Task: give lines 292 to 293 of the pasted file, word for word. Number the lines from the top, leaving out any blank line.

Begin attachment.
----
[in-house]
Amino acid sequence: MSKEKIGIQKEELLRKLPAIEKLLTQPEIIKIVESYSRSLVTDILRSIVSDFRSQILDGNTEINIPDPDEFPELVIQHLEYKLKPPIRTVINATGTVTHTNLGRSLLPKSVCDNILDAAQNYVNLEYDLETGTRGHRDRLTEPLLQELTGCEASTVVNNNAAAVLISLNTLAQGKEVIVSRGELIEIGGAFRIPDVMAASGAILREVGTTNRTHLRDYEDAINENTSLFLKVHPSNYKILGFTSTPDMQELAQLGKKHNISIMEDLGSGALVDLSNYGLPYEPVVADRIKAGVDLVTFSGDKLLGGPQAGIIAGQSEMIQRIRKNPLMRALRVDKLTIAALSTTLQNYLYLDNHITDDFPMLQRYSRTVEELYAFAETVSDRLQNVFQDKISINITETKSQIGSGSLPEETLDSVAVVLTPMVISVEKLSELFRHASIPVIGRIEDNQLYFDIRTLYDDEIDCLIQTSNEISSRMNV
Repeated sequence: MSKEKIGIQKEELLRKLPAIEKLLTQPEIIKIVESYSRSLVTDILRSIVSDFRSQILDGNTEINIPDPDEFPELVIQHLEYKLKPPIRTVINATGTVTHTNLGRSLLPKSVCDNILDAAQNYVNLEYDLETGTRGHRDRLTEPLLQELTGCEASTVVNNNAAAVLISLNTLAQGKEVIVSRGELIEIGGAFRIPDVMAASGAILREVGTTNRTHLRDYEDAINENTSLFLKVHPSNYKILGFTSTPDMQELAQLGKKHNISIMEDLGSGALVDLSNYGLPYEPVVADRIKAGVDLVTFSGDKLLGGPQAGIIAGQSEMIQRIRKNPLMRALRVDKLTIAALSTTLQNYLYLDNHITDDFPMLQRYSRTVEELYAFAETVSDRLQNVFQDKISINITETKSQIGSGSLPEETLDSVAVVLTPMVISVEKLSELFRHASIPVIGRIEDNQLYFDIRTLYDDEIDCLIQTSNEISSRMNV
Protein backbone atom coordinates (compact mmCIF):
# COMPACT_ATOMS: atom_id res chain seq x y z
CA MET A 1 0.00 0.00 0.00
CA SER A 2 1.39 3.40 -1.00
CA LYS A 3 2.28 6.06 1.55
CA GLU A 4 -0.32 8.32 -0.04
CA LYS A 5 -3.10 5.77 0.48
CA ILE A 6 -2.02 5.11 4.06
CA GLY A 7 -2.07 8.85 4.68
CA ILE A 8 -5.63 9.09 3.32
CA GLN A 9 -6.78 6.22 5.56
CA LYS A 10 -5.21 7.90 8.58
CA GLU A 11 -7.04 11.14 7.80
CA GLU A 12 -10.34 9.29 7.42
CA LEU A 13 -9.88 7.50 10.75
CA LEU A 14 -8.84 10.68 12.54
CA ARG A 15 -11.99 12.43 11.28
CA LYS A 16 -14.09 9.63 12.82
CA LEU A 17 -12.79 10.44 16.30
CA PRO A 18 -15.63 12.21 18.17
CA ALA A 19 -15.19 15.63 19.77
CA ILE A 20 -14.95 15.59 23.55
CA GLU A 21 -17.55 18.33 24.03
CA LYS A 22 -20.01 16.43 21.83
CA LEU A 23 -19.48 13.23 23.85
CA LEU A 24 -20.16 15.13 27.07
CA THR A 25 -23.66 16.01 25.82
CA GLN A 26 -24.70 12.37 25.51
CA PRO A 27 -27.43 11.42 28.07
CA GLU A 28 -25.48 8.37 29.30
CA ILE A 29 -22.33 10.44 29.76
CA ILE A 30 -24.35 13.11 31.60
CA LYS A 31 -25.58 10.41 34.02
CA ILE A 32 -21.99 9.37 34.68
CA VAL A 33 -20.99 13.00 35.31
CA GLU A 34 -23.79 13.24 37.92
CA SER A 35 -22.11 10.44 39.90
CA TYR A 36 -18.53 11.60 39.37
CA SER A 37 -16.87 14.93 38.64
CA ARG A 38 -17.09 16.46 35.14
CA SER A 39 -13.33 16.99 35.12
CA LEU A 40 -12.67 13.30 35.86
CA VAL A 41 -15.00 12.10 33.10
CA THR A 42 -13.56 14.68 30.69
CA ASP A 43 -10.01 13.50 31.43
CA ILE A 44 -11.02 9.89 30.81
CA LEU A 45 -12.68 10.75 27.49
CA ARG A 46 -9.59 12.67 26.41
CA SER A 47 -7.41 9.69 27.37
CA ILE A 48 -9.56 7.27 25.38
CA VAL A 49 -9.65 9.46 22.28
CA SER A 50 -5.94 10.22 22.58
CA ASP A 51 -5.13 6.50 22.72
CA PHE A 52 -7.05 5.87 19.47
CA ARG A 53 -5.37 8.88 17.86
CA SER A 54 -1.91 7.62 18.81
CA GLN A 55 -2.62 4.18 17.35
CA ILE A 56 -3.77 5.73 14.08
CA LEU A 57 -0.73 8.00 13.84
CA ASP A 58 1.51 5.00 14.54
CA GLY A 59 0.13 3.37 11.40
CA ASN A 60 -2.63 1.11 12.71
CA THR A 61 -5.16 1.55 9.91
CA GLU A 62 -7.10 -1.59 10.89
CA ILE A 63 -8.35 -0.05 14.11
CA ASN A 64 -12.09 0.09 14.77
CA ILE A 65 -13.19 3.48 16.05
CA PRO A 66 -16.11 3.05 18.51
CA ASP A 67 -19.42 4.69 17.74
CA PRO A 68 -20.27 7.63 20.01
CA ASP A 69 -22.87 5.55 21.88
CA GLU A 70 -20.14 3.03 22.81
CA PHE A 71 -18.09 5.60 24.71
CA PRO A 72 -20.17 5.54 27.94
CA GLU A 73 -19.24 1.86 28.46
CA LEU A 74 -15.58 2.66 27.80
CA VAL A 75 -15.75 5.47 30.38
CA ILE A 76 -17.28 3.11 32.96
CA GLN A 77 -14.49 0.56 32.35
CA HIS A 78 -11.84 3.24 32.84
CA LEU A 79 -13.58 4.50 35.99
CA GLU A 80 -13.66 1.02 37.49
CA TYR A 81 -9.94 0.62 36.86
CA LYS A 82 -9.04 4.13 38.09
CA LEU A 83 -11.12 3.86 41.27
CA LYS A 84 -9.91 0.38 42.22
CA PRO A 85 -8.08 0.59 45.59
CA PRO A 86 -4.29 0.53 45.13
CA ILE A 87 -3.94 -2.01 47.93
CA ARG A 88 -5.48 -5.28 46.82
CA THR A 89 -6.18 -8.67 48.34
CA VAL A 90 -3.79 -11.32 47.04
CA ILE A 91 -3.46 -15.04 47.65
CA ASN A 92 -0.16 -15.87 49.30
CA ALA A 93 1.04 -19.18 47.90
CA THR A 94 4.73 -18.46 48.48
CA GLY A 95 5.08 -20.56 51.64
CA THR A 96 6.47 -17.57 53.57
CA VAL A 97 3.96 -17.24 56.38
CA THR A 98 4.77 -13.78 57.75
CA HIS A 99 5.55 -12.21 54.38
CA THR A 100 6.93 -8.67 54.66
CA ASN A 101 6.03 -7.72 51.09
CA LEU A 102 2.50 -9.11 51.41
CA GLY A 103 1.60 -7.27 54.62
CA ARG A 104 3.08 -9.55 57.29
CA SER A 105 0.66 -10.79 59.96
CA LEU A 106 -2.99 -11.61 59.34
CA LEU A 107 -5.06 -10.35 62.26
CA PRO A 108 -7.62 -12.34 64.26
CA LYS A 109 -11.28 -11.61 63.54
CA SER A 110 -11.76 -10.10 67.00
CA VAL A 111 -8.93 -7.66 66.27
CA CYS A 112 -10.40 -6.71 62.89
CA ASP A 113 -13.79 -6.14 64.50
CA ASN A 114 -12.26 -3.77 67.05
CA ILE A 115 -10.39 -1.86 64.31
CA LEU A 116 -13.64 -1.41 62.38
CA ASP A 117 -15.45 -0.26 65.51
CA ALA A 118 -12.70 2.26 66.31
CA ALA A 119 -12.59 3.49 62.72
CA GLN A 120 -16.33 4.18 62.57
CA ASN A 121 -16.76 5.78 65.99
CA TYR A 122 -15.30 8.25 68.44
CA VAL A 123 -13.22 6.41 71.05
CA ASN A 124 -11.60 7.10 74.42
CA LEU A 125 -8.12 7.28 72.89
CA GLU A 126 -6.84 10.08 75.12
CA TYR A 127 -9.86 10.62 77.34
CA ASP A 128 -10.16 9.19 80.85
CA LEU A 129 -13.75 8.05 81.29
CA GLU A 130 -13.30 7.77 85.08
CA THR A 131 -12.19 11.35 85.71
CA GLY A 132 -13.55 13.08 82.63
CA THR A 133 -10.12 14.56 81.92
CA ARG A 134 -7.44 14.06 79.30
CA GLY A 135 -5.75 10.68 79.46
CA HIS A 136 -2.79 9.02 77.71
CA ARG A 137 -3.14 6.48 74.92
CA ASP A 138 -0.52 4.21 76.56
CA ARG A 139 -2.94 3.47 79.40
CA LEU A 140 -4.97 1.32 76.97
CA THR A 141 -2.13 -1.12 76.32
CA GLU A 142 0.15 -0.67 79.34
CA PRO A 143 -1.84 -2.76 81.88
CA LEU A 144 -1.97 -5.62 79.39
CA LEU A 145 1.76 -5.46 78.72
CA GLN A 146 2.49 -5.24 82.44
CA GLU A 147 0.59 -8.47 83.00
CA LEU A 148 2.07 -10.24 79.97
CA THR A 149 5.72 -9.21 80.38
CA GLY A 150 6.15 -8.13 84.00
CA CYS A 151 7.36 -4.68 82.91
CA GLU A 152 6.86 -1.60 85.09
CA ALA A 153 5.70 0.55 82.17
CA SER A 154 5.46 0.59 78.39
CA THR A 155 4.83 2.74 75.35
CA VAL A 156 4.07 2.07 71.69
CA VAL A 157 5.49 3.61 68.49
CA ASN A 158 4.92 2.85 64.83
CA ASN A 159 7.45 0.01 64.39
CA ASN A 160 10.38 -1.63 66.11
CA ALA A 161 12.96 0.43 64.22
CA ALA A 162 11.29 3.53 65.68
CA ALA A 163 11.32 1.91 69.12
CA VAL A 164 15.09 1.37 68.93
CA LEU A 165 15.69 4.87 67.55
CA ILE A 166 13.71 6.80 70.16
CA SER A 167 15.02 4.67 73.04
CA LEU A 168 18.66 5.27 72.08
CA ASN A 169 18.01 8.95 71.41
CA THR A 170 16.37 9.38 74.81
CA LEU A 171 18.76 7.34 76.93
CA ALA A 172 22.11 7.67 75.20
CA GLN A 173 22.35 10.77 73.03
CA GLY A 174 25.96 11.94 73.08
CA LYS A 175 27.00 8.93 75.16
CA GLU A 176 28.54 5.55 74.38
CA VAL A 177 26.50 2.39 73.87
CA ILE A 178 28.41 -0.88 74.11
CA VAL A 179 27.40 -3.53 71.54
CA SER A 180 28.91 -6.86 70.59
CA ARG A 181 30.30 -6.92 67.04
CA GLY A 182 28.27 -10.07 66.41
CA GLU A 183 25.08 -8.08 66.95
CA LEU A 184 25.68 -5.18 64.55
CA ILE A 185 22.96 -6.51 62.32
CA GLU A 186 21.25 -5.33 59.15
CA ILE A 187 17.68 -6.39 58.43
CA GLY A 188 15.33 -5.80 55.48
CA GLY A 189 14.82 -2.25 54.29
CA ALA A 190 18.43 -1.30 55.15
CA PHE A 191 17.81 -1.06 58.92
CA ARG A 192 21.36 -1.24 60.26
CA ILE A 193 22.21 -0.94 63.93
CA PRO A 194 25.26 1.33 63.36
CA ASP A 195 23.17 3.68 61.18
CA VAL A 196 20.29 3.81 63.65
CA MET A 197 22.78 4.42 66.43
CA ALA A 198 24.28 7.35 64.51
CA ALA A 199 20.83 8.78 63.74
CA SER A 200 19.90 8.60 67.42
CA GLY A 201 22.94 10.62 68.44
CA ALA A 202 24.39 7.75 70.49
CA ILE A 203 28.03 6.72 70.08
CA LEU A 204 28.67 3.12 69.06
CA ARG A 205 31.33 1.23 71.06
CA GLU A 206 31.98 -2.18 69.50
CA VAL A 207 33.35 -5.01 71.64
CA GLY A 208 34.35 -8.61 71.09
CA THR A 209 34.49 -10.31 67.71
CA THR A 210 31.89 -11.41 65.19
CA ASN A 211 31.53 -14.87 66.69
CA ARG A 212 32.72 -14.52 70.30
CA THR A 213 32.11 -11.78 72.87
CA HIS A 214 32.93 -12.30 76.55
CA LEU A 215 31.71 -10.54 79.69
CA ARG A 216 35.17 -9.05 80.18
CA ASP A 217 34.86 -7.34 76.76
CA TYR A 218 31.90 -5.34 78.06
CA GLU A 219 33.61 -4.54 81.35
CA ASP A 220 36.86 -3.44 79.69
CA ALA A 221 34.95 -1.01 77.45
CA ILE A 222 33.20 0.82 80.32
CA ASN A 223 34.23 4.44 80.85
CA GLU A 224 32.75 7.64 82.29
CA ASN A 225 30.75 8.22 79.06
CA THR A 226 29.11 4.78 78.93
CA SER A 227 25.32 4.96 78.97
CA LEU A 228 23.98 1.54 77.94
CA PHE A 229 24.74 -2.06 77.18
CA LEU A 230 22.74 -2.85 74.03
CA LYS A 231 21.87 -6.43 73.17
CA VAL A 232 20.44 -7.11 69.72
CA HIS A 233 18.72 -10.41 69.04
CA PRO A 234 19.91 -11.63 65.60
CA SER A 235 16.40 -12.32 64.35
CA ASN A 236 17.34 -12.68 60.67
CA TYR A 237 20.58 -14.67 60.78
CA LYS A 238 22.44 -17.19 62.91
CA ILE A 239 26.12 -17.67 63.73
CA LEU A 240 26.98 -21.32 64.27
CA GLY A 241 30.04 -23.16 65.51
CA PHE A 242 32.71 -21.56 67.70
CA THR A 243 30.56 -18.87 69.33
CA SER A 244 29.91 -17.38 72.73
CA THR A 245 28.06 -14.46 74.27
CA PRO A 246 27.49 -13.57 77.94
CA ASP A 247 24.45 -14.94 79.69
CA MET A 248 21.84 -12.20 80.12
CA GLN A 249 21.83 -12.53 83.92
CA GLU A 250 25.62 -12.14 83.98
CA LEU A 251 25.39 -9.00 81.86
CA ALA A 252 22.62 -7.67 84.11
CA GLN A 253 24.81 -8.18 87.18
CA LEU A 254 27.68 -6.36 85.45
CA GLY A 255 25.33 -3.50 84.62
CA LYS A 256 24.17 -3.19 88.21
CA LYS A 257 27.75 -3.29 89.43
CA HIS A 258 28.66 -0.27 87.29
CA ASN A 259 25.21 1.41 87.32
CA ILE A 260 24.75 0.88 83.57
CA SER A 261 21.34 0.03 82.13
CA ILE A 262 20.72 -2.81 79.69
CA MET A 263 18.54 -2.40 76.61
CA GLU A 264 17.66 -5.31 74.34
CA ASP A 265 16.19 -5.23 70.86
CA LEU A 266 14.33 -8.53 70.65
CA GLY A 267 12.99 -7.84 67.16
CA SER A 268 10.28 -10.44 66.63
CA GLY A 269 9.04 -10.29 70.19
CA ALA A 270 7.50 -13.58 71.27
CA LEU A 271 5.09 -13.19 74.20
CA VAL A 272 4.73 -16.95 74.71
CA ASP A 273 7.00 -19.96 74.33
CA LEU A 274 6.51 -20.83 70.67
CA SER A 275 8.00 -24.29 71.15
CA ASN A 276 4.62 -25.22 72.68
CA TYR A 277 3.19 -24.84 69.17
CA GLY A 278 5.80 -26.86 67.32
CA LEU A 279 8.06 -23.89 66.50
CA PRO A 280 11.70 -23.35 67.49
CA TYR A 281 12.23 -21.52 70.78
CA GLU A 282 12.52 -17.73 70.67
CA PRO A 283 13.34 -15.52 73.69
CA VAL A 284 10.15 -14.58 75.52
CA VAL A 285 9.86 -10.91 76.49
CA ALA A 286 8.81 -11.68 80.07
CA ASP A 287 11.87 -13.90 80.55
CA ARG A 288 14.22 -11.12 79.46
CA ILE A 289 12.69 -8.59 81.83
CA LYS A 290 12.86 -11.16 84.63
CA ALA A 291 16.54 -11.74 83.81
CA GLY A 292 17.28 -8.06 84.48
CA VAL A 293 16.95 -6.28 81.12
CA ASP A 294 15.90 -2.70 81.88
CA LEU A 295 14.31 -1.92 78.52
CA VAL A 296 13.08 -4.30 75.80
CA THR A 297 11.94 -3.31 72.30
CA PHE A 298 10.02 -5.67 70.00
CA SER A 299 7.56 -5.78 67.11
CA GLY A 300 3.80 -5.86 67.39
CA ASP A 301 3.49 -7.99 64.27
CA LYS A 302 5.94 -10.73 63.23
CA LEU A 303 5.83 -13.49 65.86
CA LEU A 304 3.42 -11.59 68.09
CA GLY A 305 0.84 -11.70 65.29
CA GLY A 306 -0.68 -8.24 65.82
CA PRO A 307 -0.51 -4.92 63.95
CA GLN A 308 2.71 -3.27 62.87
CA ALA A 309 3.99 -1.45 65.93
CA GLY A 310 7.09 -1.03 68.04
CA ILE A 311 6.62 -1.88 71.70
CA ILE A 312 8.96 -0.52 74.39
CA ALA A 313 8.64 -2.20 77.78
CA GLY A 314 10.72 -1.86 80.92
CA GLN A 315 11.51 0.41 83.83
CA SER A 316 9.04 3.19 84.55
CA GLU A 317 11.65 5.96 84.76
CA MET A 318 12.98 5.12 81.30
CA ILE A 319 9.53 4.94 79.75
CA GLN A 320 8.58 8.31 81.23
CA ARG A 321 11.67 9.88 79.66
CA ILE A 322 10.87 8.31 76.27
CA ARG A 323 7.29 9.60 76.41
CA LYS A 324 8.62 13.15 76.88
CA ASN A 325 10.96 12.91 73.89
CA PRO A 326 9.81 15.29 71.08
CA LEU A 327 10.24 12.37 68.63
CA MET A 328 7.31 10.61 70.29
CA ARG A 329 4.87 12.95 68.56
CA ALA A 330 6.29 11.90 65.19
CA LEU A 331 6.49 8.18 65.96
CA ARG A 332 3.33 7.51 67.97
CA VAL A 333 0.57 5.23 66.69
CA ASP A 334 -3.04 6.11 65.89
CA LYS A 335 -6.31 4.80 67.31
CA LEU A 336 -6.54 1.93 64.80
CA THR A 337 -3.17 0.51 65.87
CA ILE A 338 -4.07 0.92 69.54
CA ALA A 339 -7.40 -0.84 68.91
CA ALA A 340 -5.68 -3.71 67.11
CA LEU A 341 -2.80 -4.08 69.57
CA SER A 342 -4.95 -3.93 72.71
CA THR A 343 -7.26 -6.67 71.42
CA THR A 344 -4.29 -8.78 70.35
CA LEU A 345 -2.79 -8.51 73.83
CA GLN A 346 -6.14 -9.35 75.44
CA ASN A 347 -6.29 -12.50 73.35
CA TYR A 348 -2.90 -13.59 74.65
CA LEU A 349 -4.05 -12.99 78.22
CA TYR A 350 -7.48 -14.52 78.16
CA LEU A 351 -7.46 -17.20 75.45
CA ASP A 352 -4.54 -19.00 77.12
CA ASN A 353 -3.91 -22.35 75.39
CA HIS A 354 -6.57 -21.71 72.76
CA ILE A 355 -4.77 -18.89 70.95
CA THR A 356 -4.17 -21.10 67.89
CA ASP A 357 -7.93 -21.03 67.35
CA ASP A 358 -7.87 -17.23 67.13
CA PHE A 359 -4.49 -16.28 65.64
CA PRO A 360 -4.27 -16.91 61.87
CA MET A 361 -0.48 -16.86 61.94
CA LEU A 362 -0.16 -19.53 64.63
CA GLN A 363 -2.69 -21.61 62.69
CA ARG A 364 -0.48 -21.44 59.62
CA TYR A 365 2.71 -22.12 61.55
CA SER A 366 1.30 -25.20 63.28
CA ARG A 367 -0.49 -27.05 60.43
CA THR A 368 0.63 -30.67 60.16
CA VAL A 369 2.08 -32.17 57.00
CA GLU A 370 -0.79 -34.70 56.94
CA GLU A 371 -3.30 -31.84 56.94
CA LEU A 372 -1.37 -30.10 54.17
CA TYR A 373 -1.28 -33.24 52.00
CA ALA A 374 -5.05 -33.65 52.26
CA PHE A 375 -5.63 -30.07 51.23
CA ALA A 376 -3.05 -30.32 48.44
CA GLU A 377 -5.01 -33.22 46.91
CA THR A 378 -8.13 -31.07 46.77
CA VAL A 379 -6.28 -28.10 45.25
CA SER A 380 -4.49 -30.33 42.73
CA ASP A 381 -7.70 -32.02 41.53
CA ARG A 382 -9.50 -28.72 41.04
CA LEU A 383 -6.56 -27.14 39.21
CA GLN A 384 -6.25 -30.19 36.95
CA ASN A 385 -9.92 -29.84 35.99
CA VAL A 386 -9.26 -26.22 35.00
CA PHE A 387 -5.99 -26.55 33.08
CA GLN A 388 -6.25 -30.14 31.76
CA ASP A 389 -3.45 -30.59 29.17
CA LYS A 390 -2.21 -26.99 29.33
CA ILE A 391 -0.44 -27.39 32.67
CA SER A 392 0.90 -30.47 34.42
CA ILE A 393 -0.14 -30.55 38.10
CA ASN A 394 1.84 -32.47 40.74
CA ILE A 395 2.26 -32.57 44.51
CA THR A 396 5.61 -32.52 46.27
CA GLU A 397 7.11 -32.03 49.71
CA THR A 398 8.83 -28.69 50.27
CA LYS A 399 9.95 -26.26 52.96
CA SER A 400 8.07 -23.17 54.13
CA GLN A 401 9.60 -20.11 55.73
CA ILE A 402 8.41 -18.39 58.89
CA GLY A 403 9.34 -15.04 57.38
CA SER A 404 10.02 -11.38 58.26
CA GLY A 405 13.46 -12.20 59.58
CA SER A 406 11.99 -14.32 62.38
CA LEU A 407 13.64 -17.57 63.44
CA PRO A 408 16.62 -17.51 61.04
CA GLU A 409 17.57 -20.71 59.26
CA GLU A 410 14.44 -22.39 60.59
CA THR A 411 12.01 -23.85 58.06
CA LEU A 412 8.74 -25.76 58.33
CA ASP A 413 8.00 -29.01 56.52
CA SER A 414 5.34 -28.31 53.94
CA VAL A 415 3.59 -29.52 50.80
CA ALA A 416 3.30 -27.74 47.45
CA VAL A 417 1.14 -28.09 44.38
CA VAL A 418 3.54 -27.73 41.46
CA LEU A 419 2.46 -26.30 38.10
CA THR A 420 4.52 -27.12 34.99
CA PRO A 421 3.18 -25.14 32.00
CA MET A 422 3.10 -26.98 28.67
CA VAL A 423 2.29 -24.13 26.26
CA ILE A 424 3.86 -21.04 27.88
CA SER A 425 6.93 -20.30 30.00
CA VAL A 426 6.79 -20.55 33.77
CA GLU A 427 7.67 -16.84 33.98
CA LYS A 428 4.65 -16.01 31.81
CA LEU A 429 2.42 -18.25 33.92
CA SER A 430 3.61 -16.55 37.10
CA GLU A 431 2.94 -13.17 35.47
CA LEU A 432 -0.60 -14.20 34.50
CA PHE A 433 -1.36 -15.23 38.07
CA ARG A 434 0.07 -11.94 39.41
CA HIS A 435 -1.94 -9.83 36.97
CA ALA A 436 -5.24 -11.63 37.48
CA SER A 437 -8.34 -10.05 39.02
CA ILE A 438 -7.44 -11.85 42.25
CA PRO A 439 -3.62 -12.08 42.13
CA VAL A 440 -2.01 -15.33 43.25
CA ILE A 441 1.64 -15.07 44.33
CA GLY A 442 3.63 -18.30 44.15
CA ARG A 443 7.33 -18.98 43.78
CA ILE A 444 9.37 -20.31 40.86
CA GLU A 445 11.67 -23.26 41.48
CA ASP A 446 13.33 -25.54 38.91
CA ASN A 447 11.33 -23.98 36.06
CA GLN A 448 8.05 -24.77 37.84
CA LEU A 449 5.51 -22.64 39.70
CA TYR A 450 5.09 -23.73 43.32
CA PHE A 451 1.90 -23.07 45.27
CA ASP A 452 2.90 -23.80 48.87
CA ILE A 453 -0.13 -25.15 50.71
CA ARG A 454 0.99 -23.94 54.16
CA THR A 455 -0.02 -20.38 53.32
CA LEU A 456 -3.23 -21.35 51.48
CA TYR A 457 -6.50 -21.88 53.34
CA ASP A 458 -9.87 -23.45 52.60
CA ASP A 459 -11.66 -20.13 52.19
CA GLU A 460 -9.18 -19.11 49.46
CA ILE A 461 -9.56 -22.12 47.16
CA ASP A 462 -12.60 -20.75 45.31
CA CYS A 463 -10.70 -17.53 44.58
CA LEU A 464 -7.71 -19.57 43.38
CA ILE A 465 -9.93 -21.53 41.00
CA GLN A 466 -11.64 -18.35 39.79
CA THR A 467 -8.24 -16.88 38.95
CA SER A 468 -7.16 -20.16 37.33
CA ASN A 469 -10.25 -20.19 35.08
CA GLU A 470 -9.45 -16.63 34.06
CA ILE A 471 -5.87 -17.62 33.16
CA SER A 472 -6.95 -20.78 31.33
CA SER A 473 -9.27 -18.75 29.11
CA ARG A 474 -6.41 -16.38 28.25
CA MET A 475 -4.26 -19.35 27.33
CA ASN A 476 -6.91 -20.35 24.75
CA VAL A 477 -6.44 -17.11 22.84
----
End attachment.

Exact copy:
CA ASP A 287 11.87 -13.90 80.55
CA ARG A 288 14.22 -11.12 79.46